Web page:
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How Websites Happen, Part Two: Optimizing Performance

February 27, 2019

optimize v2
Photo by Denisse Leon on Unsplash

In the previous post, I walked through the details of the critical rendering path. It explained how an HTML file goes from arrival at the browser to its visualization on the page.

For the second half of the topic, I’ll focus on a few ways developers can reduce the time and cost associated with these steps, making for a more performant, enjoyable user experience as a result.

To better illustrate the ideas, I’ve prepared a simple app in (mostly)* vanilla JavaScript.

You can see the demo app here, or view/clone the source on GitHub and skip the next section if you don’t care to read details about the example site.

Exploring the Site

The repository for this project provides two examples: one basic site and one optimized. Because the project is relatively straightforward (mostly Web Component declarations), I’ll walk through only the core modules before explaining the optimization steps.

The first module of focus is the base class from which all components, pages, and core app logic is derived.


import { render } from '/node_modules/lit-html/lit-html.js'

class Base extends HTMLElement {
  constructor() {
    this.attachShadow({ mode: 'open' })

  connectedCallback() {

  updateTpl() {

  disconnectedCallback() {

  dispatch(event, detail) {
      new CustomEvent(event, { detail, bubbles: true, composed: true })

  getChild(qry) {
    return this.shadowRoot.querySelector(qry)

  getChildren(qry) {
    return this.shadowRoot.querySelectorAll(qry)

  _render() {
    render(this.tpl(), this.shadowRoot)

  /*abstract*/ onMount() {}
  /*abstract*/ onUnmount() {}
  /*abstract*/ tpl() {}

export default Base

If you’re familiar with Web Components, much of the above should look familiar. If not, I’m writing a few semantic wrapper functions for the lifecycle methods extended from HTMLElement.

* I also pull in the only dependency in the project, lit-html, to render content to the page.

If you haven’t checked it out yet, lit-html is a lightweight, intuitive library from the Polymer team that makes templating a breeze. It also just hit its first stable release, so it’s worth taking a look.

Now that we’ve seen the base class used across the project, let’s take a look at the main app module:


import { html } from '/node_modules/lit-html/lit-html.js'
import { unsafeHTML } from '/node_modules/lit-html/directives/unsafe-html.js'
import Base from './base/index.js'
import registerComponent from './common/register-component/index.js'
import routes from './common/routes/index.js'
import './components/v-router/index.js'
import './pages/page-one/index.js'
import './pages/page-two/index.js'

class VApp extends Base {
  constructor() {
    this.navigate = this.navigate.bind(this)

  onMount() {
    let page = location.pathname.substr(1)
    this.setActivePage((page && this.isRegistered(page)) || 'v-page-one')
      .addEventListener('nav-changed', ({ detail: { route } }) =>

  navigate(route) {

  setActivePage(page) {
    if (!page) return
    const pageTag = `<${page}></${page}>`
    this.htmlToRender = html`

  isRegistered(page) {
    return routes.indexOf(`v-${page}`) > -1 ? `v-${page}` : false

  tpl() {
    return this.htmlToRender
      ? html`
            #root {
              max-width: 1200px;
              margin: 0 auto;
          <div id="root">
      : ``

registerComponent('v-app', VApp)

The app module’s primary concern is maintaining control of the application’s viewport, namely which page is currently being displayed. Whenever a new page is requested, the module checks to see if it has a corresponding component to render for that route. If not, it defaults to displaying the homepage.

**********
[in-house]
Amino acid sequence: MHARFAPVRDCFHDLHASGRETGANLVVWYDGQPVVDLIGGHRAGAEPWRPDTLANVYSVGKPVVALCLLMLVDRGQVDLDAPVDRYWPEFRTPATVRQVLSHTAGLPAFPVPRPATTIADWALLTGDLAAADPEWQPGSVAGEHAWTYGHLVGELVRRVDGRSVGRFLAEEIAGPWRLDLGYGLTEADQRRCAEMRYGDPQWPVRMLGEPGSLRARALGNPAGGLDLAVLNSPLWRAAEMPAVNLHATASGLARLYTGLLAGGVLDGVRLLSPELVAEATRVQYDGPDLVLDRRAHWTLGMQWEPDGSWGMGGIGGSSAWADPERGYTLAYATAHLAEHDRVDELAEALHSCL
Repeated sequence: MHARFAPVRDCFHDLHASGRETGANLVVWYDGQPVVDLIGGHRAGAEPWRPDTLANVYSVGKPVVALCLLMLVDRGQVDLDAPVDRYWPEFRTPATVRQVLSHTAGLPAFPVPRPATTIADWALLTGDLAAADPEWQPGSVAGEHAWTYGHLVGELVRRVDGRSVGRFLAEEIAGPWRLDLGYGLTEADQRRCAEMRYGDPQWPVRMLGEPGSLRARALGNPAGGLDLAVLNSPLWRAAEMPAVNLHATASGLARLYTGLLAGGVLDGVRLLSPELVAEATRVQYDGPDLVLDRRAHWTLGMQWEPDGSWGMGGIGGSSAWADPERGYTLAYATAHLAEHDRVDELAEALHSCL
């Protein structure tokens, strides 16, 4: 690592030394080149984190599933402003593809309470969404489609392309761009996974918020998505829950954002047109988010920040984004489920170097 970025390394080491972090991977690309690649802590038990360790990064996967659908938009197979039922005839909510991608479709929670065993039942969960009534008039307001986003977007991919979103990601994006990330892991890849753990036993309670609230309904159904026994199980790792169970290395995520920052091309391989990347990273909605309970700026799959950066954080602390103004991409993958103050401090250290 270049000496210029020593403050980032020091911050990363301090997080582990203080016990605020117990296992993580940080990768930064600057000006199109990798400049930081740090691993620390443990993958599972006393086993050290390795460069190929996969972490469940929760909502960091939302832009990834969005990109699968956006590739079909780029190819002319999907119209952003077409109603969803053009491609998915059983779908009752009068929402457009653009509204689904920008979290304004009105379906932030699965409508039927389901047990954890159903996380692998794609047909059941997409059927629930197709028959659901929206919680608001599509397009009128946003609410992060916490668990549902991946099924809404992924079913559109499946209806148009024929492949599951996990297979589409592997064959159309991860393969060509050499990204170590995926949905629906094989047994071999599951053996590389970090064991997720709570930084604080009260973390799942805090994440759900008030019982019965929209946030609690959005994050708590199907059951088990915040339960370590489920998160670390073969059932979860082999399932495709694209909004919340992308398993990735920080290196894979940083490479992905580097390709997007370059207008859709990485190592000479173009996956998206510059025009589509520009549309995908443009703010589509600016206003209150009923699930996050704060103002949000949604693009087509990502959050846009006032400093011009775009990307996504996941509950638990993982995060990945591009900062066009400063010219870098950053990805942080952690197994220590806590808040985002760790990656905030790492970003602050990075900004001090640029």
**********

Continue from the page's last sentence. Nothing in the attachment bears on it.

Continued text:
The final line of the file (and every file with a Web Component declaration in the project) takes care of registration:


export default (txt, className) => {
  if (customElements.get(txt)) return
  const register = () => customElements.define(txt, className)
  window.WebComponents ? window.WebComponents.waitFor(register) : register()

After fleshing out a few more components and examining the project in the browser, it’s noticeable that this small site with a few pages comes with some performance costs.

A closer look at the “network” tab in Chrome’s DevTools offers insight into this idea:

As you can see (click the image to expand if needed), simply loading the page in the browser resulted in almost 40 resource requests and about 63 KB sent from the server.

While the size isn’t massive, it’s also just a simple app with hardly any content. Adding more images, API calls, and boilerplate pages would easily double or triple this number.

Upon closer inspection, we can see that many of the file references are my Web Component declarations—many of which aren’t even used on the first page. No good!

In order to get this app in better shape, let’s take a look at a few of the optimization techniques available.

First Things First: Check Your Images

Before delving deep into config options and code tweaks, it’s worth mentioning that unchecked images are often the cause of bulky page sizes.

The easiest way to reduce image size is to compress them. There are a few different options online, but I enjoy Compressor IO for my optimization needs.

It’s also beneficial to prefer JPEG over PNG assets for photos and other complex images. This is because of the compression algorithm JPEG uses, lossy, which removes pixel data that’s redundant to save memory (unlike PNG, which is lossless and preserves pixel data).

Once you’ve made a pass through the assets referenced on your page, it’s time to look at code-side optimizations worth making.

Module Bundler

If you’ve made it this far, you’ve either seen the skeleton of the example application or have a general idea of the issue at hand: building a site using mostly JavaScript while keeping the browser’s requests light and as few as possible.